If the added structure is well done and does not have any safety issues, then more than likely they will not make an issue of it.
Since you purchased this home you can ask the inspector to see what it would take to have it permitted. Since it was done back in the 1960's then I am sure many things will have to be brought up to code in order for it to be retro permitted.
Who would look for it?
The odds are atronomical!
In addition, the Company that you hire to do the A/C and Heater will be getting the PERMIT, no you.
Just don't stand there with a guilty look when the Inspector comes.
And don't tell anyone else.
If your added room was a patio that was enclosed it may be very obvious that it was done without permits. However in general if it looks old, and there haven't been any complaints, they don't investigate past permit status. I suspect this is intentional. They want to have work done with permits. If they go searching for problems, homeowners would be more reluctant to get permits fearing turning a small project into a major headache. Also building codes change. Few old homes meet current building codes. Inspectors are alert for safety hazards but seldom require upgrading to current codes.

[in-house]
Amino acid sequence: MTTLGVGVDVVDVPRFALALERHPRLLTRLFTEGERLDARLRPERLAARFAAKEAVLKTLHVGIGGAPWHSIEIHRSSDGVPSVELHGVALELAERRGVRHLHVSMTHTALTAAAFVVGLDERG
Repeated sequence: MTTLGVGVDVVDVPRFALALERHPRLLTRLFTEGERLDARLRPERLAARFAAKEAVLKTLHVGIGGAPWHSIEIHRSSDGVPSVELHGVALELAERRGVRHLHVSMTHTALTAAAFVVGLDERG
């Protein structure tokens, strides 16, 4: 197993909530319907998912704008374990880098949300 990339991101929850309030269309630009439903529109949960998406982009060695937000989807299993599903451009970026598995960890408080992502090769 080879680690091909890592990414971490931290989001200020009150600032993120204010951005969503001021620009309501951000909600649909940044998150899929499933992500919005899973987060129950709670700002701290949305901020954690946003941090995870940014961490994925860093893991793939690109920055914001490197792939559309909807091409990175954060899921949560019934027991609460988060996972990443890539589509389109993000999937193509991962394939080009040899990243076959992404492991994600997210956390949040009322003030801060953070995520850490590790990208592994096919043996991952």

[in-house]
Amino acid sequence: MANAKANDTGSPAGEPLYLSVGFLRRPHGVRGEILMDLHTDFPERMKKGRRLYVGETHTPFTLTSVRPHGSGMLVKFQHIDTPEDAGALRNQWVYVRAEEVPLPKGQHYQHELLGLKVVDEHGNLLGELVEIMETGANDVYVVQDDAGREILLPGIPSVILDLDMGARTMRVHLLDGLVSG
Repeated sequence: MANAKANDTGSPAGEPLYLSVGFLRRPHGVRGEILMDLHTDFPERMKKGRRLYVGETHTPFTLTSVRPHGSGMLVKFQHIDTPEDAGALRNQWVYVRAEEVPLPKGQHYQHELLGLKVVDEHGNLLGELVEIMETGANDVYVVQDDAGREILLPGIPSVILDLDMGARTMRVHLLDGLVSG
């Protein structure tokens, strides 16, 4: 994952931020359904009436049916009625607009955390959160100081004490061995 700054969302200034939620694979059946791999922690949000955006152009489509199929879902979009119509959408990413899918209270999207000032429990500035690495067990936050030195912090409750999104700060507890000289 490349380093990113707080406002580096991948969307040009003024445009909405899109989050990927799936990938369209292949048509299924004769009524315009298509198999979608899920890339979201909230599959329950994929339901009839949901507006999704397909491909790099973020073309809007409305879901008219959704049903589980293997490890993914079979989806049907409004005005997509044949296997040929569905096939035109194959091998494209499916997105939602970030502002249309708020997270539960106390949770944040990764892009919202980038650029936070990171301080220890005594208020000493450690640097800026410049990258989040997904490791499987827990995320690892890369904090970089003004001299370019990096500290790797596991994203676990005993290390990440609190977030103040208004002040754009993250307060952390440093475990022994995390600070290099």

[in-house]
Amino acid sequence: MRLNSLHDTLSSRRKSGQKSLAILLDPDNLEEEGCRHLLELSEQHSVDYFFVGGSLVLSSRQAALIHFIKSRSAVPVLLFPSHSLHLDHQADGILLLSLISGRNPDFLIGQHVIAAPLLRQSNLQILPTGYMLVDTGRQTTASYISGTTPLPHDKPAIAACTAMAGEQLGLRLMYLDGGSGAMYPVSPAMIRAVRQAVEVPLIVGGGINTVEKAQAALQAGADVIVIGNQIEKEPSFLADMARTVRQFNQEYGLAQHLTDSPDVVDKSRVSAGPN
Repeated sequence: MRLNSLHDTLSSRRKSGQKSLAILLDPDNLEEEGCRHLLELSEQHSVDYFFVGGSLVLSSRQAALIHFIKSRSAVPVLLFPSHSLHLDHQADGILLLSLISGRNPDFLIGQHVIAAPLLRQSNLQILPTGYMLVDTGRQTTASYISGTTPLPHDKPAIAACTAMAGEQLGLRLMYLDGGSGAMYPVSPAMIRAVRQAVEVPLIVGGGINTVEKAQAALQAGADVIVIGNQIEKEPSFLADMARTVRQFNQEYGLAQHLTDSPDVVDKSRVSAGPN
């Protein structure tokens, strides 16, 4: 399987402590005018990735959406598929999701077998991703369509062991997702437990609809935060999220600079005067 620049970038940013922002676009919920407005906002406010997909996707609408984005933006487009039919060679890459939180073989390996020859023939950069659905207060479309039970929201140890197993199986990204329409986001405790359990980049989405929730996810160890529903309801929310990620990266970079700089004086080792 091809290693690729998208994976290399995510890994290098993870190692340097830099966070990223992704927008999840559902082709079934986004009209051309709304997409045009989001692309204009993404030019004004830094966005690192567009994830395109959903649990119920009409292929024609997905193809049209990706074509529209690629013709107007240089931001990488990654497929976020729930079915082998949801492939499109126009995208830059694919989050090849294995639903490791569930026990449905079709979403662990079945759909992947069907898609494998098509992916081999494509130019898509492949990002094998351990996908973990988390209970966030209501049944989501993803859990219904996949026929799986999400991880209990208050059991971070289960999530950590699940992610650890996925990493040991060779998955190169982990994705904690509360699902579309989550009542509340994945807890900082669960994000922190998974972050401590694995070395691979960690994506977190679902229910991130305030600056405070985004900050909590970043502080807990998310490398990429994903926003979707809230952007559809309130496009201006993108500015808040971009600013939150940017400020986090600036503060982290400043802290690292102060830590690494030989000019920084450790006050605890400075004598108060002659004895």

If work is obviously being done elsewhere on the property without a permit, they will probably flag that.
Get a permit for the new work. A furnace improperly installed without a permit could possibly invalidate your fire insurance. If you were to sell your house you would have to disclose that the furnace was installed without a permit.
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I don't think you can get a permit for something which has already been close up. If there is electrical and/or plumbing it would difficult for an inspector to determine if those items were done to code. Also, framing etc. Anything behind the wall probably would not be permitted after the fact.
If it appears dangerous then it could be called out. I imagine it being built in 1960 and you didn't have an issue when you purchased (if you got a loan) it may not even be noticeable as an addition.